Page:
as a sort of master directory for the Internet.

The Domain Name System (DNS), which converts complex Internet protocol 
addressing codes into the words and names that form e-mail and Web 
addresses, relies on the servers to tell computers around the world how to 
reach key Internet domains.

At the top of the root server hierarchy is the "A" root server, which every 
12 hours generates a critical file that tells the other 12 servers what 
Internet domains exist and where they can be found.

VeriSign manages its servers under contracts with the Commerce Department 
and the Internet Corporation for Assigned Numbers (ICANN), which manages 
the DNS.

One rung below the root servers in the Internet hierarchy are the servers 
that house Internet domains such as dot-com, dot-biz and dot-info.

The DNS is built so that eight or more of the world's 13 root servers must 
fail before ordinary Internet users start to see slowdowns.

"There are various kinds of attacks all the time on all sorts of 
infrastructure, and the basic design of the Internet is such that it is 
designed to withstand those attacks," said ICANN Vice President Louis 
Touton. "We're not aware of any users that were in any way affected.

"Obviously the prevalence of attacks does make it important to have 
increased focus on the need for security and stability of the Internet," he 

Most often, the computers used in the DDOS assaults have been commandeered 
by hackers either manually or remotely with the help of automated software 
tools that scan millions of computers for known security holes. These 
computers often belong to unsuspecting home users.

Little can be done to insulate targets from such attacks, and some of the 
world's most powerful companies have been targeted in the past. In February 
2000,, eBay, Yahoo, and a host of other big-name e-commerce 
sites came to a grinding halt for several hours due to DDOS attacks.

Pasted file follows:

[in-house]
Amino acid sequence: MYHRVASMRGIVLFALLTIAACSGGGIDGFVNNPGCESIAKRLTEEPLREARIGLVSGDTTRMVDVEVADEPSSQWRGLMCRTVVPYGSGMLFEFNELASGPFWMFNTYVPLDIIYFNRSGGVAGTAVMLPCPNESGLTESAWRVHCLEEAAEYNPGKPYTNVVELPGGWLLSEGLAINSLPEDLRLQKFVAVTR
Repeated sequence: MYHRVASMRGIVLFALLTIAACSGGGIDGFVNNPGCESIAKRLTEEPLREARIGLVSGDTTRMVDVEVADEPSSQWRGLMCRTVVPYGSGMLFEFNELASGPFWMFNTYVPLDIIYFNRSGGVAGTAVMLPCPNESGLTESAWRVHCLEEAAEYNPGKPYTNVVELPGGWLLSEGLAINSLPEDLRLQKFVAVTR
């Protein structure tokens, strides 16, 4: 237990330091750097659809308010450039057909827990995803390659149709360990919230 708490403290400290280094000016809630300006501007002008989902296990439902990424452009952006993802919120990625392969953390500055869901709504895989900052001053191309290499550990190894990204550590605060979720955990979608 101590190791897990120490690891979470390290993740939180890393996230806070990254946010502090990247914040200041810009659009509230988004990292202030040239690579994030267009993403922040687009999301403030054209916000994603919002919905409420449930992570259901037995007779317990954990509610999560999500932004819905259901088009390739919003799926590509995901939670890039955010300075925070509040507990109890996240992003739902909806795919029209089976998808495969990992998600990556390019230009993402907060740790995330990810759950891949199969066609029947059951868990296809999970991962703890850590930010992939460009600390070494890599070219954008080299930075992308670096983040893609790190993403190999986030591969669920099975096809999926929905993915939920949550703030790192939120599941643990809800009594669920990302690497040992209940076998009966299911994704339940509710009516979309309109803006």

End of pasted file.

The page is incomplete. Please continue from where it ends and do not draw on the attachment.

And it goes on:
"Only the richest can defend themselves against this type of attack, and 
most of them can't withstand a concerted attack," said Alan Paller, 
research director at the SANS Institute, a nonprofit security research and 
training group that often works with federal investigators to track 
computer virus writers. Paller also was the lead expert witness at the 
trial of "Mafiaboy," the Canadian teenager who was ultimately convicted of 
the February 2000 attacks.

"The only way to stop such attacks is to fix the vulnerabilities on the 
machines that ultimately get taken over and used to launch them," Paller 
said. "There's no defense once the machines are under the attacker's control."

Vixie said he kept the server at Internet Software Consortium operating by 
"pushing" the flood of data far enough away from his servers that 
legitimate traffic could flow around the obstruction. Such clogs still 
affect some Internet users by gumming up Internet communications somewhere 
else in the network.

UUNET's Morrow said it is too early to tell what the attack bodes for the 
Internet in coming months. "This could be someone just messing around, but 
it could also be something much more serious. It's too soon to say," Morrow 
said. Staff Writer Robert MacMillan contributed to this article.